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Pollution is causing more deaths than COVID and action is needed, says U.N. expert

The report said pollution from pesticides, plastics and electronic waste is causing widespread human rights violations as well as at least 9 million premature deaths a year, and that the issue is largely being overlooked.

FILE PHOTO: Polluted day in Beijing
A man holding a Chinese flag walks with a child at the Mutianyu section of the Great Wall of China during a day with polluted air, following the outbreak of the coronavirus disease (COVID-19), in Beijing on February 13, 2021.
CARLOS GARCIA RAWLINS/REUTERS
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GENEVA — Pollution by states and companies is contributing to more deaths globally than COVID-19, a U.N. environmental report published on Tuesday said, calling for "immediate and ambitious action" to ban some toxic chemicals.

The report said pollution from pesticides, plastics and electronic waste is causing widespread human rights violations as well as at least 9 million premature deaths a year, and that the issue is largely being overlooked.

The coronavirus pandemic has caused close to 5.9 million deaths, according to data aggregator Worldometer.

"Current approaches to managing the risks posed by pollution and toxic substances are clearly failing, resulting in widespread violations of the right to a clean, healthy and sustainable environment," the report's author, U.N. Special Rapporteur David Boyd, concluded.

Due to be presented next month to the U.N. Human Rights Council, which has declared a clean environment a human right, the document was posted on the Council's website on Tuesday.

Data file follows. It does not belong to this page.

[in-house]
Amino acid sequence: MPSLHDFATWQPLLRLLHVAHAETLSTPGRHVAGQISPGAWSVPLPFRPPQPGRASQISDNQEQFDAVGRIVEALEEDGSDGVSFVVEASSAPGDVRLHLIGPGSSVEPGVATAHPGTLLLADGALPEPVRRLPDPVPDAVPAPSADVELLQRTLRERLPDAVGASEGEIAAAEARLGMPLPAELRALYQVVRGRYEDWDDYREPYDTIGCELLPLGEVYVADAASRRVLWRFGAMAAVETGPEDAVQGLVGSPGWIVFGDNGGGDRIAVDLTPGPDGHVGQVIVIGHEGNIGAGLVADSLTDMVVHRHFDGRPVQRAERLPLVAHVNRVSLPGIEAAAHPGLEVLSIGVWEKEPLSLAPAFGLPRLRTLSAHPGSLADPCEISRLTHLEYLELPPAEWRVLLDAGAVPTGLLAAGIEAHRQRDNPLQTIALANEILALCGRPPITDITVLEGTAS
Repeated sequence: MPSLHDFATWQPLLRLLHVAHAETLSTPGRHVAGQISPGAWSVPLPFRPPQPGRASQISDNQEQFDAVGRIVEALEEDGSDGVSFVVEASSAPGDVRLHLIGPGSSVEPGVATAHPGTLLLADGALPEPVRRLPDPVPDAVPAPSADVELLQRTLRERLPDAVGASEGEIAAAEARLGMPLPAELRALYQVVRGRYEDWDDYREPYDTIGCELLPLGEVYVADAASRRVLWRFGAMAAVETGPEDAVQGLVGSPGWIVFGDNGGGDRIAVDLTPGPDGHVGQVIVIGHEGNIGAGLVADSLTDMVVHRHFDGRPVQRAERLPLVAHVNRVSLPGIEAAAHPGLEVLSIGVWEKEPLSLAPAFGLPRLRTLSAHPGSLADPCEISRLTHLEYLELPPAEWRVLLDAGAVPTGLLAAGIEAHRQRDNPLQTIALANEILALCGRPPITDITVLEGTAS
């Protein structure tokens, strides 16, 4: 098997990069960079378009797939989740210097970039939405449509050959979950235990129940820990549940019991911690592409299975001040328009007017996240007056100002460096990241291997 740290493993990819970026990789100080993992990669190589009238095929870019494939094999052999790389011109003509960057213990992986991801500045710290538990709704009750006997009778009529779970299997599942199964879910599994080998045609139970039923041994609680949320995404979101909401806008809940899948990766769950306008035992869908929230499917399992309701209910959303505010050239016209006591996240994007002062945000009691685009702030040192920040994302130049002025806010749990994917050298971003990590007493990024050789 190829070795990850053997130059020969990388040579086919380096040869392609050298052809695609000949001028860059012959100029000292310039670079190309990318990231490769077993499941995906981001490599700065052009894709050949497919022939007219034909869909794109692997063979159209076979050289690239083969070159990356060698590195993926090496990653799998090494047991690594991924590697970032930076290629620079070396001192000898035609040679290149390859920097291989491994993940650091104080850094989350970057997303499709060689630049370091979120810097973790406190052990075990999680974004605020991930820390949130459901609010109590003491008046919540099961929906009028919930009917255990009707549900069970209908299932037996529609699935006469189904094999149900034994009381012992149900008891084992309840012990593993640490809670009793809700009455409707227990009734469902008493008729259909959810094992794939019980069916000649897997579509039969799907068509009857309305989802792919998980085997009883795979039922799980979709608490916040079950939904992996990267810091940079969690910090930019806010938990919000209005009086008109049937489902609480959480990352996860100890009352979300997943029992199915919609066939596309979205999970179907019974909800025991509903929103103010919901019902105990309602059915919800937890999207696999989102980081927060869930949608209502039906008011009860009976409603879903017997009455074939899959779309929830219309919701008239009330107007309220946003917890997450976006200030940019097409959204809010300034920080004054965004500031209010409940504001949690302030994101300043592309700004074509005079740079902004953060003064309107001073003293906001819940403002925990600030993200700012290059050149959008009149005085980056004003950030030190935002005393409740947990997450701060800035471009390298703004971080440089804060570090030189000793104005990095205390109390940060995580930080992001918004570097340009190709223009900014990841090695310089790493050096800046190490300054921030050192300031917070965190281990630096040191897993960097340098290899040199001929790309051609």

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It urges a ban on polyfluoroalkyl and perfluoroalkyl, man-made substances used in household products such as non-stick cookware that have been linked to cancer and dubbed "forever chemicals" because they don't break down easily.

It also recommends the clean-up of polluted sites and, in extreme cases, the possible relocations of affected communities - many of them poor, marginalized and indigenous - from so-called "sacrifice zones."

That term, originally used to describe nuclear test zones, was expanded in the report to include any heavily contaminated site or place rendered uninhabitable by climate change.

U.N. rights chief Michelle Bachelet has called environmental threats the biggest global rights challenge, and a growing number of climate and environmental justice cases are invoking human rights with success.

(Reporting by Emma Farge; editing by John Stonestreet.)

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